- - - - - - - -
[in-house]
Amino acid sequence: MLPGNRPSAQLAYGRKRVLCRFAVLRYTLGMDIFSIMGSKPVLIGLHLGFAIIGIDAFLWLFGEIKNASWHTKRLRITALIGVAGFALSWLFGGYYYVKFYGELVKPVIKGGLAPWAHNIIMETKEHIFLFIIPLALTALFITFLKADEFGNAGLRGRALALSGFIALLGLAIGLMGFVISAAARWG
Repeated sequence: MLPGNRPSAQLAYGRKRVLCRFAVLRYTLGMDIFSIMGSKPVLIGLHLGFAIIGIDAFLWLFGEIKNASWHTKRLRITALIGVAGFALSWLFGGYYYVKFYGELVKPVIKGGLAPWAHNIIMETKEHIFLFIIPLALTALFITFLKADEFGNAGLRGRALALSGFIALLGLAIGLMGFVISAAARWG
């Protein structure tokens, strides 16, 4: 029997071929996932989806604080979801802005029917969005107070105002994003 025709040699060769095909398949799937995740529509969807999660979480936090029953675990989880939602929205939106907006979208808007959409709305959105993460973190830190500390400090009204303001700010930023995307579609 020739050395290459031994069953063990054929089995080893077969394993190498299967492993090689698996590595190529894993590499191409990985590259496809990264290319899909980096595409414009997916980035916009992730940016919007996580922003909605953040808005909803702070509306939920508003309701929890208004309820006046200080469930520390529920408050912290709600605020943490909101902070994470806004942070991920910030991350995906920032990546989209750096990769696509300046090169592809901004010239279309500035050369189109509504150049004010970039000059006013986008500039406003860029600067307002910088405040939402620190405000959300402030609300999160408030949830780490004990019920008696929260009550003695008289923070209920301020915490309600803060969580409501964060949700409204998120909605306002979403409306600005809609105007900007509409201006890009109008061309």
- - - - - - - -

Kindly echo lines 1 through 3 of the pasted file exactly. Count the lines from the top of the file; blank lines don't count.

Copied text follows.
[in-house]
Amino acid sequence: MLPGNRPSAQLAYGRKRVLCRFAVLRYTLGMDIFSIMGSKPVLIGLHLGFAIIGIDAFLWLFGEIKNASWHTKRLRITALIGVAGFALSWLFGGYYYVKFYGELVKPVIKGGLAPWAHNIIMETKEHIFLFIIPLALTALFITFLKADEFGNAGLRGRALALSGFIALLGLAIGLMGFVISAAARWG
Repeated sequence: MLPGNRPSAQLAYGRKRVLCRFAVLRYTLGMDIFSIMGSKPVLIGLHLGFAIIGIDAFLWLFGEIKNASWHTKRLRITALIGVAGFALSWLFGGYYYVKFYGELVKPVIKGGLAPWAHNIIMETKEHIFLFIIPLALTALFITFLKADEFGNAGLRGRALALSGFIALLGLAIGLMGFVISAAARWG